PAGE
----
Friday, May 11, 2018

Jump Quiz: The Nazarene Sport of Bibles and Butts

Rock Island, October 1978

When I was growing up in the Church of the Nazarene, most of the high school boys and a few girls competed in the jump quiz.

They announced the book of the Bible every year during summer camp, and we started preparing immediately, memorizing verses, quizzing each other, and doing set after set of lunges, squats, kickbacks, and leg-lifts.

This was a strenuous sport!

The local eliminations were held in October.  The quizmaster began a question, and the moment you though you could answer, you jumped up out of your seat.  No hands -- leg and butt movement only.

With 20 questions per round, and 4 or more rounds per tournament, you needed really strong quads, hamstrings, and glutes.

If more than one contestant jumped up, the coach decided whose butt cleared the chair first.

That's right -- an adult man  had the job of staring intently at the butts of high school boys (and a few girls).

The top five players became our church's Jump Quiz Team, and went on to the District tournament in January. 

The Regionals were in March, the Nationals in June, and Internationals in July. Plus there were invitationals along the way  And trophies, prizes, pictures in church magazines, fawning invitations to parties, and even requests for autographs.

I had bad luck with the jump quiz.  In 9th grade, District interfered with a wrestling tournament, and I picked wrestling.

In 10th grade, my grandmother died, and we had to be in Indiana during the locals.  

In 11th grade, I got sick, and missed District.

In 12th grade, my jerk of a boss at the Carousel Snack Bar forced me to mop out the store room, thus missing District again!

But I was becoming disillusioned with the Nazarene Church anyway.  The Preacher had discovered homa-sekshuls, and was blaming them for everything from droughts to divorce.  And I was tired of the long list of nos: NO movies NO dancing NO cards NO comic books NO eating out on Sunday NO theater...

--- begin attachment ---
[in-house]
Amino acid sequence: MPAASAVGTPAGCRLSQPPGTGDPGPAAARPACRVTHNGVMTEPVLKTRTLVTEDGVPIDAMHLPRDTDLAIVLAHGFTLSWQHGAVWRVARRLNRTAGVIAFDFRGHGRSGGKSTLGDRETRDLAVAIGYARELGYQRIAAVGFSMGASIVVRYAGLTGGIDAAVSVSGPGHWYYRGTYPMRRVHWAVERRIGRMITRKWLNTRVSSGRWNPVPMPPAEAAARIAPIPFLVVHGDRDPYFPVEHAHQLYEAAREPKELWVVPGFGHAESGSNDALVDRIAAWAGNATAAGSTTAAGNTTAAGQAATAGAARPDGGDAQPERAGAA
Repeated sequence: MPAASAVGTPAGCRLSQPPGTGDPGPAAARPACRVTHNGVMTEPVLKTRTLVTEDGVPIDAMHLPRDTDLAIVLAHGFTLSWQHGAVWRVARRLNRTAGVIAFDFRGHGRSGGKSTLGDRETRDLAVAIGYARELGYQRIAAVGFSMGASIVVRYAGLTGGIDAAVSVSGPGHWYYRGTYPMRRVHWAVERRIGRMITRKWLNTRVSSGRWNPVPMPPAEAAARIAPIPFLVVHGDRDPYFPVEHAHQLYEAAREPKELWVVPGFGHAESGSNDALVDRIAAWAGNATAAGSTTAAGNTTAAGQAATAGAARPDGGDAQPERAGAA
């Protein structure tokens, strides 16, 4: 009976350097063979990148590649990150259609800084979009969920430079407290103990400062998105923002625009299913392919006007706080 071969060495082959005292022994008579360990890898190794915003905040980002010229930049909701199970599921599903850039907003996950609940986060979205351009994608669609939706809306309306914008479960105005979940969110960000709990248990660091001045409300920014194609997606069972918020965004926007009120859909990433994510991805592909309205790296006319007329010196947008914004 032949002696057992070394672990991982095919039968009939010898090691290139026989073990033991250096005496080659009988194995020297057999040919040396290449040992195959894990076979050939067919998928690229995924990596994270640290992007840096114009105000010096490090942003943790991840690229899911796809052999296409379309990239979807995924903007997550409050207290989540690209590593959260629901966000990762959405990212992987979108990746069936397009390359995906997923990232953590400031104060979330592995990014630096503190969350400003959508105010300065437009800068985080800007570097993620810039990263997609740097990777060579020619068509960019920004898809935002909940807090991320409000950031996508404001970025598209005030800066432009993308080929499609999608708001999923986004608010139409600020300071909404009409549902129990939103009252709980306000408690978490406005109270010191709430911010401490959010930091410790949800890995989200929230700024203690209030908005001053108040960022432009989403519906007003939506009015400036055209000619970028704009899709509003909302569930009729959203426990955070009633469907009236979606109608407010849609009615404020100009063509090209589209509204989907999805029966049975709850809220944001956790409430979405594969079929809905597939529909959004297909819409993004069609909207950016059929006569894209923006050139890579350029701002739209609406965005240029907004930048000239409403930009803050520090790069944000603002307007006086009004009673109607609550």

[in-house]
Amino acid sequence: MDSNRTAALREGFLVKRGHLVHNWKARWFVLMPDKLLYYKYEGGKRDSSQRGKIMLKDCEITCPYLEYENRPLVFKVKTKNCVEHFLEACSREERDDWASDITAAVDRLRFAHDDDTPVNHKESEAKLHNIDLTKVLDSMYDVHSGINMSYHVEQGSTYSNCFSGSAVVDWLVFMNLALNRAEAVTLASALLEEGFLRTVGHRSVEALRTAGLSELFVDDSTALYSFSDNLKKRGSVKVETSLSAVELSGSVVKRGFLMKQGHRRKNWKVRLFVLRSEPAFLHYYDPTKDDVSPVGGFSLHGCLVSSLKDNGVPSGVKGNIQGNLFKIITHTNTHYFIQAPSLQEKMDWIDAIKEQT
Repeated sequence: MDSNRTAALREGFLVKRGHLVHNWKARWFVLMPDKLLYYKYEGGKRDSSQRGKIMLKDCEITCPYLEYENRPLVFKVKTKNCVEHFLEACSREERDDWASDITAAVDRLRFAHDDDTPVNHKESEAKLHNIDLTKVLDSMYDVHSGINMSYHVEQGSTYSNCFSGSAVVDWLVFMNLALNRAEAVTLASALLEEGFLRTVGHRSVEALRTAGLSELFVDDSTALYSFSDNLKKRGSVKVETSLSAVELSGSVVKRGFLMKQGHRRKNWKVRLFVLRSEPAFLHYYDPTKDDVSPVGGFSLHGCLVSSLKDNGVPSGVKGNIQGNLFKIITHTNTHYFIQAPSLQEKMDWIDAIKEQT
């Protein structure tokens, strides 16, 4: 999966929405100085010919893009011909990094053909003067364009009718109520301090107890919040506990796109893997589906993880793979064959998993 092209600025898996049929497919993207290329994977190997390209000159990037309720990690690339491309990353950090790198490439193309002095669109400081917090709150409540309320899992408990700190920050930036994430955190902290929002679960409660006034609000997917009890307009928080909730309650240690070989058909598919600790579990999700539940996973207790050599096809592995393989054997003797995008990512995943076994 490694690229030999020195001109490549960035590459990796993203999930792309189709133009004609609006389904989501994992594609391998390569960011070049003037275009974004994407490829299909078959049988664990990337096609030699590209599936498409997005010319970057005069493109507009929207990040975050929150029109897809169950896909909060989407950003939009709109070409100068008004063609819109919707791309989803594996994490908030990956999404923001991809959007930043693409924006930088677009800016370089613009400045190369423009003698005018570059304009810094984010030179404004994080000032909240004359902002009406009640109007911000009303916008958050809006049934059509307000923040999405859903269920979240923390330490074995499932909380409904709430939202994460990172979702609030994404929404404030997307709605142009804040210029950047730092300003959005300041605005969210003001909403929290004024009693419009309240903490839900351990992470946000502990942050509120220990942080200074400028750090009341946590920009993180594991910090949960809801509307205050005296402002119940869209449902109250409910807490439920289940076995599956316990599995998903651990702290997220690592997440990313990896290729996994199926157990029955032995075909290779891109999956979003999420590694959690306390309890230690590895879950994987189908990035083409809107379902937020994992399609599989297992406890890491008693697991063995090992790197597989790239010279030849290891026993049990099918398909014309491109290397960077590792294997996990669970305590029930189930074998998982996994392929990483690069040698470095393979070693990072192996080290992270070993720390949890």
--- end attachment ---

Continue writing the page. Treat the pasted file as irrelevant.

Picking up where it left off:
I couldn't drop out all at once, with my parents still going, and the church police knocking on your door after every absence.  So I started out skipping the evening services, then occasional Sunday morning services.  During my freshman year at Augustana, I was skipping most services, and usually Sunday school, too.

So I was surprised when the Preacher called one evening and asked me to coach the jump quiz.

"Um...why me?  I have a pretty poor jump quiz record."

"But you were on the team four years in a row, and you have lots of valuable skills. NYPS President, International Institute, wrestling team, athletic trainer..." He was apparently reading from a list.  "And I heard you're taking Biblical Greek at that Lutheran college, so you'll really be able to get into the Scripture with the kids."

"But...I haven't been coming to church much lately."

"Maybe this is just what you need to bring you back to the Lord."

So that was his game -- conversion through coaching!

"Besides, won't you feel good knowing that you're making a difference in a boy's life?  Why, your influence might be the only thing that protects him from turning into a homa-sekshul."

My face began to burn. "Well, when you put it that way, how can I refuse?"

So during my freshman year at Augustana, I returned to the Nazarene Church once a week to drill high school boys on the Book of Luke, and lead them in set after set of lunges, squats, kickbacks, and leg-lifts.

Sometimes we met at the YMCA swimming pool, for water resistance training, so I was forced to check out the athletes in swimsuits (don't worry, they were only two or three years younger than me).

During the local elimination, I had to keep my eye on their butts, of course.

We didn't make it to State.

The next year, I was in Germany during the fall semester, but I was back in time for the District tournament in January.  I was dating Fred, so my boyfriend was in the audience while I kept my eye on the butts of high school boys to ensure that they didn't turn into homa-sekshuls.

We didn't make it to State.

See also: The Preacher Discovers Homa-Sekshuls and Sleeping with Baptist Boys


  1. Man, I thought rez boys were naïve (You'd be surprised how many think the cum emoji means water.)

    Did the Preacher ever realize the irony?

    1. No Nazarene preacher ever noticed irony in anything.



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